The Rockaway Irregular
Commentary by Stuart W. Mirsky
New Yorkers face an interesting prospect in 2008: a presidential campaign where both major candidates are "native sons" (or daughters, as the case may be). Of course Hillary Clinton is something of a carpetbagger but she's been adopted by voters in this state with enthusiasm, convincingly trouncing her GOP opponent, former Yonkers mayor John Spencer, in 2006. On the Republican side, the on-again/ off-again national frontrunner is our own former New York City mayor, Rudy Giuliani.
Rudy, as he's affectionately known to his supporters, looks well primed to take the GOP nomination, despite conservative voters' misgivings over his stances on abortion, gay civil unions, gun control and, of course, his personal life. Indeed, if he ultimately wins the nomination and the presidency, he may be the only president to have publicly performed in drag - twice.
So it could be a match-up of two New York politicians vying for the blue state votes of native New Yorkers. Although our electorate tends to be predominantly Democratic, Giuliani still speaks to many here who remember him for his energetic stint at City Hall where he proved our metropolis, cobbled together out of a number of towns and villages into a five borough extravaganza back in 1898, still governable.
But Giuliani isn't likely to have an easy go of it, assuming he wins the nomination, because of Republican travails nationally.
If he does take the nomination, of course, and Senator Clinton wins it on the Democratic side, it will make for an interesting match-up since the two of them almost faced off once before when the Senator first ran in New York. Though widely bruited about as the New York GOP's best hope of stopping her, Giuliani was having marital and health problems at the time and decided to "pass," leaving Hillary to secure her position as junior Senator from New York against little known Long Island Republican Congressman Rick Lazio.
Now, Hillary and Rudy seem to be on a collision course again. Although neither has the nomination locked up and there's still plenty of dissatisfaction among their respective bases with both, they're each seen as front runners in their parties' races, despite the significant negatives both carry. Hillary has a reputation for being a somewhat cynical and ruthless political operative who, though very smart, is not above twisting her positions into veritable pretzels to win votes. And, of course, she's a red flag to many conservatives (not an especially big liability in New York State though it may work against her nationally). Rudy was no less a polarizing figure as mayor of New York and, though he has assiduously cultivated a socially liberal image, sometimes seems to stimulate as much bile on the left as Hillary does on the right.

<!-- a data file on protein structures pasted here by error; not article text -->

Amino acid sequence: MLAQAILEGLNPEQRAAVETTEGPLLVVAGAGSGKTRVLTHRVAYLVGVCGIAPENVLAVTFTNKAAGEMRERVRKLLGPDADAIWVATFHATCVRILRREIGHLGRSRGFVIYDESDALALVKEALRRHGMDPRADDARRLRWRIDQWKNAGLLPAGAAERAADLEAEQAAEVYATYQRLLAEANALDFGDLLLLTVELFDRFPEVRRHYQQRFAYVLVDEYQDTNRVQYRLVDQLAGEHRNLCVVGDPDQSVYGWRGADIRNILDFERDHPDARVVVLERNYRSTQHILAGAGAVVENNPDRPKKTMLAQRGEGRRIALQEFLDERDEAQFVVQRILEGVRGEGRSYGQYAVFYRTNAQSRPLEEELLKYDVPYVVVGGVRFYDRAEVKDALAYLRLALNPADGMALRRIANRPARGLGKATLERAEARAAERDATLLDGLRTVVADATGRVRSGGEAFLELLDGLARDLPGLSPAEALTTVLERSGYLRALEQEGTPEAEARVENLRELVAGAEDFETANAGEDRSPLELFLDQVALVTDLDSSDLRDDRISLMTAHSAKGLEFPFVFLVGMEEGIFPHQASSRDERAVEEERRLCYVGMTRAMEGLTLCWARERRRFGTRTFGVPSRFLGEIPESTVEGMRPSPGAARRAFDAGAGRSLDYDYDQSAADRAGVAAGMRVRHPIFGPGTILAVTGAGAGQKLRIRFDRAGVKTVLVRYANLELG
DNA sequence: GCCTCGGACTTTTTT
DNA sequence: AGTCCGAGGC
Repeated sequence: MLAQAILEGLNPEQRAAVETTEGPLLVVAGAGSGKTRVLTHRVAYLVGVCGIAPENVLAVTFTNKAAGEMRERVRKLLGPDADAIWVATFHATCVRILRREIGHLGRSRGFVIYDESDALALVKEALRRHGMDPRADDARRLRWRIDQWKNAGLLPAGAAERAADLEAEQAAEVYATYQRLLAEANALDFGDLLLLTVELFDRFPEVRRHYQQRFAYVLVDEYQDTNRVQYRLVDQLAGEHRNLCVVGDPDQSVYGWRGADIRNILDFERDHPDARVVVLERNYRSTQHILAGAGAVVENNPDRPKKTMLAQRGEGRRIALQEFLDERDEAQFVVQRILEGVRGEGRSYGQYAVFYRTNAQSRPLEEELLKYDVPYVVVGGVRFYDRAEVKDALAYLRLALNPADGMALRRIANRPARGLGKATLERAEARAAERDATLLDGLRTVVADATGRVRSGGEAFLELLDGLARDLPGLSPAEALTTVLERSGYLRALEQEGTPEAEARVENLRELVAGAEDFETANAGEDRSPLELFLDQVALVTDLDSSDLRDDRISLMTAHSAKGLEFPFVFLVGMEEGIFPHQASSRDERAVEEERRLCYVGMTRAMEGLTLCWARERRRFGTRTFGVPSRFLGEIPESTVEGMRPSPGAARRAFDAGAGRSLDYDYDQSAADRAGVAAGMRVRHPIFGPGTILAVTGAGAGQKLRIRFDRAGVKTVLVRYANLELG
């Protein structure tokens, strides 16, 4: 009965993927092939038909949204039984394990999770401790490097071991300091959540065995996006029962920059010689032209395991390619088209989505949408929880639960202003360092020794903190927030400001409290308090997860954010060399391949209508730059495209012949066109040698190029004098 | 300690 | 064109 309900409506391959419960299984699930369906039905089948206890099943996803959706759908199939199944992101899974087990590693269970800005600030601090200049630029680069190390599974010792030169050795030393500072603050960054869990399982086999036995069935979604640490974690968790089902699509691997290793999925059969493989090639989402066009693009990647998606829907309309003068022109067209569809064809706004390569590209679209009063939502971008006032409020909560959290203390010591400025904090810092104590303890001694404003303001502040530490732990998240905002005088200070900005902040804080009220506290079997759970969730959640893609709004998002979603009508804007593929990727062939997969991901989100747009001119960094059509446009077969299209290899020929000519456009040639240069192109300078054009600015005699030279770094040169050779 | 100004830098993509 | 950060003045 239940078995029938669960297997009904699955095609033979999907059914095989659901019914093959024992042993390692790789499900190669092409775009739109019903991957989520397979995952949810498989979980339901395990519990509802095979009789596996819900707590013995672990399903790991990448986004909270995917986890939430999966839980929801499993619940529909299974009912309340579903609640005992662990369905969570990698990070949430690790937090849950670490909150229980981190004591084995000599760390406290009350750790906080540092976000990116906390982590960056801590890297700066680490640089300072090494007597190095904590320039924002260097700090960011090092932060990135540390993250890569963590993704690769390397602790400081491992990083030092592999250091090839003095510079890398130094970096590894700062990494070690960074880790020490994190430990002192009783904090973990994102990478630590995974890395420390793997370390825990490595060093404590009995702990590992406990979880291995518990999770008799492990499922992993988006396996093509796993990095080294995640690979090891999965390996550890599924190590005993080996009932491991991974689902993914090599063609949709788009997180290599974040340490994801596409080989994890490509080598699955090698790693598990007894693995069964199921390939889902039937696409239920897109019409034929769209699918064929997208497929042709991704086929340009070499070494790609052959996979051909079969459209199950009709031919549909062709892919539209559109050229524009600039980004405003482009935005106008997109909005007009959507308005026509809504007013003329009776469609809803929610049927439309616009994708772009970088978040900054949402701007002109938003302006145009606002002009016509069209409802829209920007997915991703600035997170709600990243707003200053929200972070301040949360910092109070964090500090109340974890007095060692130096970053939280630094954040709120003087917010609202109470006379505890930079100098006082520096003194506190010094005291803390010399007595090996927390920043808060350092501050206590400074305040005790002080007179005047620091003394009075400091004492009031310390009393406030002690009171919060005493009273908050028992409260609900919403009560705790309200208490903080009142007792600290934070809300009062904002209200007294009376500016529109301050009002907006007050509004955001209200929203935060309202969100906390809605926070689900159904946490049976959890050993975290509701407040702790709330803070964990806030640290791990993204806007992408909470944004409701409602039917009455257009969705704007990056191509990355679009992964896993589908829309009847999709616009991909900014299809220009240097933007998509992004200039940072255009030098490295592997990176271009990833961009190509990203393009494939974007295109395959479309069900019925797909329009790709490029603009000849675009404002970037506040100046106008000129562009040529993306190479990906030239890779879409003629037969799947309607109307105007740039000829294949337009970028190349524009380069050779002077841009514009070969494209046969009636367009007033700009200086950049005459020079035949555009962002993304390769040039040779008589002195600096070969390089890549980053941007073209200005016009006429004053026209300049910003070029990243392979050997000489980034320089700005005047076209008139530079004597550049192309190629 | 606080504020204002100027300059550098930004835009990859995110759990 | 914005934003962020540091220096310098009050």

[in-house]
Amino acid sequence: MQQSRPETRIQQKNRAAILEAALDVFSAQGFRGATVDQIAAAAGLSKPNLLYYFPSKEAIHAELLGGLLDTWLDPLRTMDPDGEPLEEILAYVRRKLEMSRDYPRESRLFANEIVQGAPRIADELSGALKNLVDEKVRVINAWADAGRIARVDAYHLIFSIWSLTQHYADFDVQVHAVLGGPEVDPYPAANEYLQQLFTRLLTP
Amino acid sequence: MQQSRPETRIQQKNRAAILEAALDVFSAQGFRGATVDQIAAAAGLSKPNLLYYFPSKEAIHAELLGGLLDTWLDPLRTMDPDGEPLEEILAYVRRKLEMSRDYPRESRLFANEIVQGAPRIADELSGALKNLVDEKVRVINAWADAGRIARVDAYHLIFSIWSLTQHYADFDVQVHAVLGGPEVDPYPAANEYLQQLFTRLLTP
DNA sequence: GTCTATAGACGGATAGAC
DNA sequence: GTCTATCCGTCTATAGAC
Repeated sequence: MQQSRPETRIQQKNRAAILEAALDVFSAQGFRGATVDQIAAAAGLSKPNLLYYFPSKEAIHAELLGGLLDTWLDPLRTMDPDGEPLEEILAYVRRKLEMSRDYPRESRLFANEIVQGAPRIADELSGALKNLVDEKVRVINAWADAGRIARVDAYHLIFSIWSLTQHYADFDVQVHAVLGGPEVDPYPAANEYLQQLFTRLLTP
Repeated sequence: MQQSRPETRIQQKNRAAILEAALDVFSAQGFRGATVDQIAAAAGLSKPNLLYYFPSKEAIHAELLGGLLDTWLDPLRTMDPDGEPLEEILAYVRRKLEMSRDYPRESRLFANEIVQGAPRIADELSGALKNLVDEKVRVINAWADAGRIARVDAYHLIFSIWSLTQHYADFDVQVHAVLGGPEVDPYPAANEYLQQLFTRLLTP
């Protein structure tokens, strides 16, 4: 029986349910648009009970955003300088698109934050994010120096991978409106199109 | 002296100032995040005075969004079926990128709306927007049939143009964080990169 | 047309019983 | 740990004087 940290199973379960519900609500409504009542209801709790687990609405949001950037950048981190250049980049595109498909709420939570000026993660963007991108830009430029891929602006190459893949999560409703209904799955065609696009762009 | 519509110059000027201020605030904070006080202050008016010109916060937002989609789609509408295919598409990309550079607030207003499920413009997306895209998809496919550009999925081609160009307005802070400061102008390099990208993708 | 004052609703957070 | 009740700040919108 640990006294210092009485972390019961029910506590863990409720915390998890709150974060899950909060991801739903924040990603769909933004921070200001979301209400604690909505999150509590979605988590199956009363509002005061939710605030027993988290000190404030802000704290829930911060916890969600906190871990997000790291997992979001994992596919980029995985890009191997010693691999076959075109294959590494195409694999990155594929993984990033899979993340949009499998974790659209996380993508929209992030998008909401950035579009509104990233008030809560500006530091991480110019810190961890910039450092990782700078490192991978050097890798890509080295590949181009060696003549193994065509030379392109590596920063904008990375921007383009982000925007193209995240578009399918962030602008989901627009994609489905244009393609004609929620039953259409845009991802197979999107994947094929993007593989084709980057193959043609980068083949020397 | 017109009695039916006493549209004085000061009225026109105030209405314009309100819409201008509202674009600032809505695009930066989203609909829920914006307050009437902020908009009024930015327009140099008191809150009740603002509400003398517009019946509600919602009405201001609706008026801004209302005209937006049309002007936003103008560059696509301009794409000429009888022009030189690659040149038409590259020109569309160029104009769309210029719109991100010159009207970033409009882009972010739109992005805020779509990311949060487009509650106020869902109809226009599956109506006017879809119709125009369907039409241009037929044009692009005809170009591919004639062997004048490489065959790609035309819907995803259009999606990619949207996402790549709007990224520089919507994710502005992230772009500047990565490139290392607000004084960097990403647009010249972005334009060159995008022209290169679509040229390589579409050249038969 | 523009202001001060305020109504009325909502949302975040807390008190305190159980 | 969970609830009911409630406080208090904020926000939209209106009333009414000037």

Neither are particularly handsome figures either. Rudy's baldness emphasizes his somewhat oversized skull, giving him a faintly cadaverous look, while his voice has a disconcertingly thin, almost lispy quality. Still, while lacking charisma (not unusual for Republican presidential contenders!), he's a smart cookie who knows how to handle himself before an audience.
No less bright, Hillary's a good deal better looking than he is, but her voice on the stump has a somewhat strained and strident quality. Her efforts to connect with audiences (as when she blatantly emulates a southern drawl before black church gatherings) also tend to highlight her condescending side. Still, she's not known for cross-dressing (though if she were, her base wouldn't be likely to hold it against her).
Both Hillary and Rudy still face very credible challengers. Hillary's got the deep-voiced darling of the left, Barack Obama out of Illinois, and smooth talking lawyer and some time hedge fund consultant John Edwards breathing down her neck (no need to mention the ever-formidable Dennis Kucinich!), while Rudy's feeling the heat from former Vietnam-era POW John McCain and handsome businessman and ex-governor Mitt Romney (a big fundraiser if not, so far, much of a vote-getter in the polls). And then there's the stir over lawyer and Senator, turned television actor, Fred Thompson, who's been tantalizing the conservative base with the promise of his candidacy.
All in all, it looks like an unusual presidential race shaping up, especially when the most "white bread" of candidates on the Republican side is a Mormon and, on the Democratic side, it's a fast-talking rich boy populist who pays incredibly big bucks for his frequent coiffures.
If we ultimately get a race between two New Yorkers out of this, things may really get interesting. As newly installed Queens County Chair Phil Ragusa proclaimed in a recent press release: "if Rudy is the Republican nominee, New York would be in play for a Republican presidential contender for the first time since Ronald Reagan carried the state in 1984." That's pretty big news for a political party that's been spiraling downhill in this state for years.
A Giuliani candidacy can provide Republicans with a lift they've sorely lacked up until now as Democrats have romped to lopsided victories over them, year after year, in a drive that seems set to institutionalize a one-party system in our region.
There are drawbacks to a Giuliani candidacy, to be sure, but all the candidates out there have them . . . on both sides. On the other hand, if Americans see in Giuliani a strong potential president who doesn't mince his words, has a solid track record in dealing with terrorists and in managing difficult government bureaucracies, then he may resonate beyond New York. If he resonates in New York, too, the state's GOP may also be primed for a come-back.